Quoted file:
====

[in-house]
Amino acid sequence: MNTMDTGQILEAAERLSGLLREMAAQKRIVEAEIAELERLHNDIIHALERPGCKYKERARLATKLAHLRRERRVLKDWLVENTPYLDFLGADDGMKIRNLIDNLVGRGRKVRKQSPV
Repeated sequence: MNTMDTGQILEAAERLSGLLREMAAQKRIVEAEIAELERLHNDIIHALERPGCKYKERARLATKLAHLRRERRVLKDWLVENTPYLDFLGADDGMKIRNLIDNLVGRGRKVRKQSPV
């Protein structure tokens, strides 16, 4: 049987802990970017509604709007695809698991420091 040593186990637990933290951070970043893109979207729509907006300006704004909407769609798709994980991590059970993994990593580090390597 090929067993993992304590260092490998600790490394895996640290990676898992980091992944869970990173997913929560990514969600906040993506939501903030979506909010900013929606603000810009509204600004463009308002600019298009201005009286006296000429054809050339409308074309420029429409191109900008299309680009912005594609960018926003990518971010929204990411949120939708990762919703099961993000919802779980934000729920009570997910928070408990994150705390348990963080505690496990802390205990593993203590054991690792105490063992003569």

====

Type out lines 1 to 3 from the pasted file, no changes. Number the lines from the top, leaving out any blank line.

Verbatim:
[in-house]
Amino acid sequence: MNTMDTGQILEAAERLSGLLREMAAQKRIVEAEIAELERLHNDIIHALERPGCKYKERARLATKLAHLRRERRVLKDWLVENTPYLDFLGADDGMKIRNLIDNLVGRGRKVRKQSPV
Repeated sequence: MNTMDTGQILEAAERLSGLLREMAAQKRIVEAEIAELERLHNDIIHALERPGCKYKERARLATKLAHLRRERRVLKDWLVENTPYLDFLGADDGMKIRNLIDNLVGRGRKVRKQSPV